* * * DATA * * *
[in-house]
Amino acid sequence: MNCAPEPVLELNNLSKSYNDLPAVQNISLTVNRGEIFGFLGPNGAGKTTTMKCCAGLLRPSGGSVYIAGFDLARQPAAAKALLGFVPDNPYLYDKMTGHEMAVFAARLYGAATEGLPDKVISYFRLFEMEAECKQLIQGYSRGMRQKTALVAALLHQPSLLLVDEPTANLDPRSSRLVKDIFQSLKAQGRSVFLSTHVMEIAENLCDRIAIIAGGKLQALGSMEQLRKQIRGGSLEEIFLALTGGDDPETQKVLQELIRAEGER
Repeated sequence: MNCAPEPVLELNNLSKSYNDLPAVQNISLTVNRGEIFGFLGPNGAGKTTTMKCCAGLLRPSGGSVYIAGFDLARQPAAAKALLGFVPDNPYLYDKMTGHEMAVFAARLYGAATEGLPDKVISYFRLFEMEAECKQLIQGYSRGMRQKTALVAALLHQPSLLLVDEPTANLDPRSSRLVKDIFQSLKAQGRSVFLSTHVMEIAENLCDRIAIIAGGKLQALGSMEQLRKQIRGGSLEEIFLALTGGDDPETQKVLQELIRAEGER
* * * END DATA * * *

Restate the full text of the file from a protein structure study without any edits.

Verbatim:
[in-house]
Amino acid sequence: MNCAPEPVLELNNLSKSYNDLPAVQNISLTVNRGEIFGFLGPNGAGKTTTMKCCAGLLRPSGGSVYIAGFDLARQPAAAKALLGFVPDNPYLYDKMTGHEMAVFAARLYGAATEGLPDKVISYFRLFEMEAECKQLIQGYSRGMRQKTALVAALLHQPSLLLVDEPTANLDPRSSRLVKDIFQSLKAQGRSVFLSTHVMEIAENLCDRIAIIAGGKLQALGSMEQLRKQIRGGSLEEIFLALTGGDDPETQKVLQELIRAEGER
Repeated sequence: MNCAPEPVLELNNLSKSYNDLPAVQNISLTVNRGEIFGFLGPNGAGKTTTMKCCAGLLRPSGGSVYIAGFDLARQPAAAKALLGFVPDNPYLYDKMTGHEMAVFAARLYGAATEGLPDKVISYFRLFEMEAECKQLIQGYSRGMRQKTALVAALLHQPSLLLVDEPTANLDPRSSRLVKDIFQSLKAQGRSVFLSTHVMEIAENLCDRIAIIAGGKLQALGSMEQLRKQIRGGSLEEIFLALTGGDDPETQKVLQELIRAEGER